Holding an average age of 28.292, the Sharks are the 27th youngest team in the league. Or in simpler terms, there are only three teams with an older average age in the NHL.
One of the ways they can do that is by trading 33-year-old enforcer Jody Shelley in favor of playing 22-year-old rookie Frazer McLaren.
McLaren, who was playing quite an impressive brand of hockey before being reassigned to Worcester of the AHL, has all the tools to be an enforcer. But unlike Shelley, he has a much better all around game.
Appearing in 23 games this season, McLaren has registered six points (one goal, five assists) and a plus-six plus/minus rating, with seven major penalties for fighting.
Shelley, meanwhile, has played in 21 games this season registering three points (zero goals, three assists) and a plus-two plus/minus rating, with seven major penalties for fighting.
Since coming to San Jose midway through the 2007-08 season, Shelley has tallied just 14 points in 152 games with a plus/minus of minus-6.
McLaren, on on the other hand, is on pace for 21 points in his rookie year if he were to play an entire 82-game schedule and, like mentioned above, he has a plus/minus of plus-six.
Both of these fourth line players weigh in at 225 pounds, with McLaren at 6'4" and Shelley at 6' 3". McLaren can more than hold his own against any of the heavyweight opponents that Shelley is known to drop the gloves against, and he actually has a solid all around game.
In his first 23 games, Mclaren has helped his team out by taking just two minor penalties. However, Shelley has taken seven minor penalties in his 21 games this season.
When you add the extra scoring punch and disciplined play from the young forward, it is clear that McLaren brings more to the table in almost every facet of the game.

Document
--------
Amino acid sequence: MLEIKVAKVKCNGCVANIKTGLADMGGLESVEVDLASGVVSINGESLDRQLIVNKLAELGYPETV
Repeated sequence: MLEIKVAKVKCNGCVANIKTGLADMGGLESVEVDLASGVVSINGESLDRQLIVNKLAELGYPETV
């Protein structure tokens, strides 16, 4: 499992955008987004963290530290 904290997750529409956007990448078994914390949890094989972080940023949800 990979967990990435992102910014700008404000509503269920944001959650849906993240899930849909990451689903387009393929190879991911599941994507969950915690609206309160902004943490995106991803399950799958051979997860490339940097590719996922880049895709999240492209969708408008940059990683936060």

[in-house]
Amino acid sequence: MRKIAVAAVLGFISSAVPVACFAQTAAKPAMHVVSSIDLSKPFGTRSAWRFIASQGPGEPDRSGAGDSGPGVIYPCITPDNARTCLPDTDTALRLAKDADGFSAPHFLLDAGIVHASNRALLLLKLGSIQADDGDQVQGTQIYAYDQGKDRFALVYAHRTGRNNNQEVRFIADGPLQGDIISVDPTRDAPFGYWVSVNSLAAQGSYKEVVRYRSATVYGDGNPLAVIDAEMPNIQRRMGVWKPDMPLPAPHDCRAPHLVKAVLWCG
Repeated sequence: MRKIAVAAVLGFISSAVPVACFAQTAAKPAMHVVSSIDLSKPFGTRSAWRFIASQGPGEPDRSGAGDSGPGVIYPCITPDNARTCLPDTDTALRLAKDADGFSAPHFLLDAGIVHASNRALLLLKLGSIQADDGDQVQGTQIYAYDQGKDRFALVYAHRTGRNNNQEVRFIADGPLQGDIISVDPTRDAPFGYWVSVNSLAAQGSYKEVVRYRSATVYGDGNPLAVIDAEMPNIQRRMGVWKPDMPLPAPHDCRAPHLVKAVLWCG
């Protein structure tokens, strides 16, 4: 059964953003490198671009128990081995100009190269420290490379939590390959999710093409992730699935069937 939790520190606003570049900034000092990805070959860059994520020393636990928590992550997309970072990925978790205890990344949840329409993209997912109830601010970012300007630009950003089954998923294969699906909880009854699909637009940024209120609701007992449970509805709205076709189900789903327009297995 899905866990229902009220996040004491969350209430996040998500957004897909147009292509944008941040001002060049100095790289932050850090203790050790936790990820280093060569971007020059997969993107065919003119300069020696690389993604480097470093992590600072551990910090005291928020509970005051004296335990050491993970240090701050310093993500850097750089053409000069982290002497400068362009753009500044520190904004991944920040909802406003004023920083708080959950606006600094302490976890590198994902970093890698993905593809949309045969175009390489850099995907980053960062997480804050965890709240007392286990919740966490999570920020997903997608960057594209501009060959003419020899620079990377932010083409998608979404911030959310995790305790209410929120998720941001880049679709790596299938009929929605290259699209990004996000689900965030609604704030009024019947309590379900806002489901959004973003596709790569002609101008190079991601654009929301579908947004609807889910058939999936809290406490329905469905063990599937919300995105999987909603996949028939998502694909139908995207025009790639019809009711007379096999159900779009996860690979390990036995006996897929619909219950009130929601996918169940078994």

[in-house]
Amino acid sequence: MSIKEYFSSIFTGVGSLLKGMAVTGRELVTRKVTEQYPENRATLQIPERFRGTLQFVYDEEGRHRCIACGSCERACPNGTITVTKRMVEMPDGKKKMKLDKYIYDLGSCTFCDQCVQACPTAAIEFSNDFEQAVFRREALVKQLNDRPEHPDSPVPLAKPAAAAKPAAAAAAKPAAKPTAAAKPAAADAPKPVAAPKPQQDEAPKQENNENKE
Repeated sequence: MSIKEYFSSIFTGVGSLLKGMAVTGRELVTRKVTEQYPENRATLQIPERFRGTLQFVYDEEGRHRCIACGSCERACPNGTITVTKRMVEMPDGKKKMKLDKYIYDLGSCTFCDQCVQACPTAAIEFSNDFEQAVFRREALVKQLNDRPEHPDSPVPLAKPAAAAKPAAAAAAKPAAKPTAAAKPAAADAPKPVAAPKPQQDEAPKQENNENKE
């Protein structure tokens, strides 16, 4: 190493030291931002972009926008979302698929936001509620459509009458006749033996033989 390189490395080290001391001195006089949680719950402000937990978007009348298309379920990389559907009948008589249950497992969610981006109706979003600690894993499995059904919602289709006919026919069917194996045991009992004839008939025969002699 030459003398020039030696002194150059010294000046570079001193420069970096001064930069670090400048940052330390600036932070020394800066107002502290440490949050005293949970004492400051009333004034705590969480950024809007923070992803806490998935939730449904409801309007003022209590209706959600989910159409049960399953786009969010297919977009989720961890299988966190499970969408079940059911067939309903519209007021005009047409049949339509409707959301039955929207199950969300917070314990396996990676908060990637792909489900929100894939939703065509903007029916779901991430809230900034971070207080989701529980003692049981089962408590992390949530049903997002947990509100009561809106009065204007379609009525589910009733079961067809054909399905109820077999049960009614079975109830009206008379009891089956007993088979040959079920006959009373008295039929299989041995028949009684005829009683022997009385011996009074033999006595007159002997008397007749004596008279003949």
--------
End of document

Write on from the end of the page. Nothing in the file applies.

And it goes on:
At just 22, McLaren is better in his own zone, better at cycling down low in the offensive zone, and faster on the forecheck. Combine that with a physical presence matching that of Shelley's, and the young rookie ought to take on his predecessor's role in its entirety.
Not only can McLaren take on the regular season enforcer role, but his all around talent will enable him to be in the lineup more often than not in the playoffs.
Instead of having an enforcer like Shelley who played in just seven of the Sharks' 19 playoff games the last two seasons, the Sharks will have a fourth line player who has the talent to make a difference in the playoffs.
Hopefully Sharks GM Doug Wilson will be able to find a team willing to take on Shelley in return for a late round draft choice.
Not only will it mean an increase role for the younger McLaren, but it will save some cap room with Shelley making about $200K more this season.
That may not seem like much, but with Wilson having to flip flop players back and forth to the minors to save money, it would certainly be a trade to help the cause.
But the most important thing is that the Sharks get young and allow McLaren to take on Shelley's role.
San Jose is going to need third and fourth lines who can keep up with the Patrick Kanes and Anze Kopitars of the world during the playoffs.
McLaren will be a big part of doing just that.